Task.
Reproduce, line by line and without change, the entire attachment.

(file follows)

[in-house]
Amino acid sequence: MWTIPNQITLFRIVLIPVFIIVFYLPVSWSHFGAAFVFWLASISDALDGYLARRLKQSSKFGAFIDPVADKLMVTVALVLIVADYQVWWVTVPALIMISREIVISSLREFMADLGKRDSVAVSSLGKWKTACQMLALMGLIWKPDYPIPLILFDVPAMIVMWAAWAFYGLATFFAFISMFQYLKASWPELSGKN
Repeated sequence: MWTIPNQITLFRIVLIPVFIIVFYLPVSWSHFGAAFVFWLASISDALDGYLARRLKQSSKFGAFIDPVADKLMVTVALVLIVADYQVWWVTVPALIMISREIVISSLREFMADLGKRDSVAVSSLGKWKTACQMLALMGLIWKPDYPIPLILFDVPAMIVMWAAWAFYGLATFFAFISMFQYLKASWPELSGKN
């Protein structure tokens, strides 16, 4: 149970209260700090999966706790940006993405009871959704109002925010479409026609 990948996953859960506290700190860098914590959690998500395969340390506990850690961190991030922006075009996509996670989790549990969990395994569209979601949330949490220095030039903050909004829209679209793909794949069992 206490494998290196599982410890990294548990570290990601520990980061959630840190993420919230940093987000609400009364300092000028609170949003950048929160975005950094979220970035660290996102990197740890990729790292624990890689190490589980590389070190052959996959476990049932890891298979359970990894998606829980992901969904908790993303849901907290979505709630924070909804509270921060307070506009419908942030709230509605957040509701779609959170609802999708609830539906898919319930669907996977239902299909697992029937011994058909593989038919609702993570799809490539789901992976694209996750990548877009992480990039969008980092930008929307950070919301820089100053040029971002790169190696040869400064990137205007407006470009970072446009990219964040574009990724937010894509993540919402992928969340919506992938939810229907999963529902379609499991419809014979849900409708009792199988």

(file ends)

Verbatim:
[in-house]
Amino acid sequence: MWTIPNQITLFRIVLIPVFIIVFYLPVSWSHFGAAFVFWLASISDALDGYLARRLKQSSKFGAFIDPVADKLMVTVALVLIVADYQVWWVTVPALIMISREIVISSLREFMADLGKRDSVAVSSLGKWKTACQMLALMGLIWKPDYPIPLILFDVPAMIVMWAAWAFYGLATFFAFISMFQYLKASWPELSGKN
Repeated sequence: MWTIPNQITLFRIVLIPVFIIVFYLPVSWSHFGAAFVFWLASISDALDGYLARRLKQSSKFGAFIDPVADKLMVTVALVLIVADYQVWWVTVPALIMISREIVISSLREFMADLGKRDSVAVSSLGKWKTACQMLALMGLIWKPDYPIPLILFDVPAMIVMWAAWAFYGLATFFAFISMFQYLKASWPELSGKN
């Protein structure tokens, strides 16, 4: 149970209260700090999966706790940006993405009871959704109002925010479409026609 990948996953859960506290700190860098914590959690998500395969340390506990850690961190991030922006075009996509996670989790549990969990395994569209979601949330949490220095030039903050909004829209679209793909794949069992 206490494998290196599982410890990294548990570290990601520990980061959630840190993420919230940093987000609400009364300092000028609170949003950048929160975005950094979220970035660290996102990197740890990729790292624990890689190490589980590389070190052959996959476990049932890891298979359970990894998606829980992901969904908790993303849901907290979505709630924070909804509270921060307070506009419908942030709230509605957040509701779609959170609802999708609830539906898919319930669907996977239902299909697992029937011994058909593989038919609702993570799809490539789901992976694209996750990548877009992480990039969008980092930008929307950070919301820089100053040029971002790169190696040869400064990137205007407006470009970072446009990219964040574009990724937010894509993540919402992928969340919506992938939810229907999963529902379609499991419809014979849900409708009792199988």